A vote by the Church of England to keep its ban on women bishops has again highlighted other inequalities, including for gay and transgender people
By Helen Belcher
22 November 2012
Equalities and the Church of England. Right now it doesn’t seem as though they mix terribly well.
The General Synod’s House of Laity (one of the church’s governing bodies) voted against proposals for allowing women to be bishops on Tuesday (20 November). All around are cries about equalities legislation and forcing the church to comply.
One effect is to reserve 26 seats in the House of Lords for male bishops, seats that women can never occupy in the UK parliament. Naturally this is also raising questions about disestablishment – separating the church from the British state – a discussion that has been ongoing for at least 300 years.
In June this year, a report commissioned by the bishops of the Church of England wholeheartedly rejected the government’s proposals for equal marriage. This response also came in for much condemnation, and certainly the views in the pews don’t seem as rigid as the bishops’ paper would indicate. There are religious groups (and Anglican priests) who wish to conduct same-sex marriages.
My own response to the UK government suggested that, rather than saying no-one could conduct same-sex marriages in religious premises, priests who didn’t want to conduct same-sex marriages could opt out, in the same way as they can currently opt out of marrying divorcees or trans people. Forcing a blanket ban appears to be an equal and opposite breach of the Human Rights Convention, which supports freedom of expression of religion.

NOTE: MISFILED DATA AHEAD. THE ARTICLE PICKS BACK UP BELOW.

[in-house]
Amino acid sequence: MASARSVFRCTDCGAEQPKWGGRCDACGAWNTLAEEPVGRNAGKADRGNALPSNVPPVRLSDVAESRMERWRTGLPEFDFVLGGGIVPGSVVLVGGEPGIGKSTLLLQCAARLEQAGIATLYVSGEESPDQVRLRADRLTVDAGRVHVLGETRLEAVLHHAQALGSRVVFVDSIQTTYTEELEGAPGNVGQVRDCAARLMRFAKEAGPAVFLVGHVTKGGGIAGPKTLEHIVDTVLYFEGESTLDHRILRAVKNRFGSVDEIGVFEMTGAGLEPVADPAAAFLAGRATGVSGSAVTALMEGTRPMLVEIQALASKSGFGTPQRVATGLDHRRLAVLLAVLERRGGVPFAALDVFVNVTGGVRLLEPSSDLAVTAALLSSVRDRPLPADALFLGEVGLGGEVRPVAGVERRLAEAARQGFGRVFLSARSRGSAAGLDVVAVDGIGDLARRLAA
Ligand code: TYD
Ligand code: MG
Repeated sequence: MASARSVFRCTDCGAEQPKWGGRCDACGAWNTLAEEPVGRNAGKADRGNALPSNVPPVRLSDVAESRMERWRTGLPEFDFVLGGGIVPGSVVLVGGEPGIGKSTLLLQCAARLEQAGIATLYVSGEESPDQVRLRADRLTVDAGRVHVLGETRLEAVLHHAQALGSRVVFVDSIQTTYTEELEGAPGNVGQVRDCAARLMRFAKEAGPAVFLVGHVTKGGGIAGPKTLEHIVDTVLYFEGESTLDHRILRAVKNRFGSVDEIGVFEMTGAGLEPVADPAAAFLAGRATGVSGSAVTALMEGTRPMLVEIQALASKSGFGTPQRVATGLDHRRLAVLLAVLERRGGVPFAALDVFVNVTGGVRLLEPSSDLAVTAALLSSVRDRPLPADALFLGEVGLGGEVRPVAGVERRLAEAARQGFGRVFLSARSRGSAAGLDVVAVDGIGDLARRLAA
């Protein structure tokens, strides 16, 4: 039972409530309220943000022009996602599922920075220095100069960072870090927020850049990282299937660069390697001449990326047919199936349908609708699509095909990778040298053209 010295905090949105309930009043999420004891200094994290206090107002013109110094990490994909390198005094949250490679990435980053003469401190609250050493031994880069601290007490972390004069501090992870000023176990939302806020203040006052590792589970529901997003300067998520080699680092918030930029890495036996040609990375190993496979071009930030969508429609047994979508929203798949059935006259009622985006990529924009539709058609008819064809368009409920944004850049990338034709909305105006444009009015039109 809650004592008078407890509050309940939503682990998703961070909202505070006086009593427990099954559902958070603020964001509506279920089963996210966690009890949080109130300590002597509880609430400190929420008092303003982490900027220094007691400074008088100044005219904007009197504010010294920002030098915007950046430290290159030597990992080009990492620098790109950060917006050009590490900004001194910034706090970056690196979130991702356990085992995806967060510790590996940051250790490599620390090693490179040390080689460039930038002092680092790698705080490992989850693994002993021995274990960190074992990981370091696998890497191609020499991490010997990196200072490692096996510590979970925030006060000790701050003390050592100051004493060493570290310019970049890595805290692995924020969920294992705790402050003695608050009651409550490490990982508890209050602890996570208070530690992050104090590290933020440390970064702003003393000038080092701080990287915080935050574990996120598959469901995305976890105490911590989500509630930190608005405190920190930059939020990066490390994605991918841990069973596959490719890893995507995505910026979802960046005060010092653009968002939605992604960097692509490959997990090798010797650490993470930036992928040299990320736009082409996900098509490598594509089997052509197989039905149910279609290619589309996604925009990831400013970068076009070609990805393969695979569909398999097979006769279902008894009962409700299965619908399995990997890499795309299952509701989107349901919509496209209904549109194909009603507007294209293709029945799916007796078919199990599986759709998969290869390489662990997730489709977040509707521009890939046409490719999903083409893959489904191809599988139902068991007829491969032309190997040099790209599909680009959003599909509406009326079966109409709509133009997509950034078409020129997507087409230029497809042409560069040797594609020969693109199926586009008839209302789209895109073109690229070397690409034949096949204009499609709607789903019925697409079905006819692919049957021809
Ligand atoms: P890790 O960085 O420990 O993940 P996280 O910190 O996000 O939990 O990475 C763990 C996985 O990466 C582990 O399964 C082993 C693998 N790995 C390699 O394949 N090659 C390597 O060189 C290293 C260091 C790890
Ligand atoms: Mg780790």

The claim from those supporting the continued ties between church and state is that the Church of England is still required to give moral guidance to the country. Yet look closely at the roots of the legislation that the church can opt out of. It’s moral legislation. It beggars belief how a church can claim that its (male-only) seats in the House of Lords are required to give moral guidance into legislation yet be able to legally opt out of the moral positions society as a whole has now adopted and is prepared to enforce in courts of law.
We all know the paroxysms the Church of England has been throwing itself into for years regarding homosexuality. In the midst of all this grief, it’s easy to miss that the church is also conflicted regarding trans people.
Continue reading at: http://www.gaystarnews.com/article/women-gays-and-trans-all-bishop-bashed221112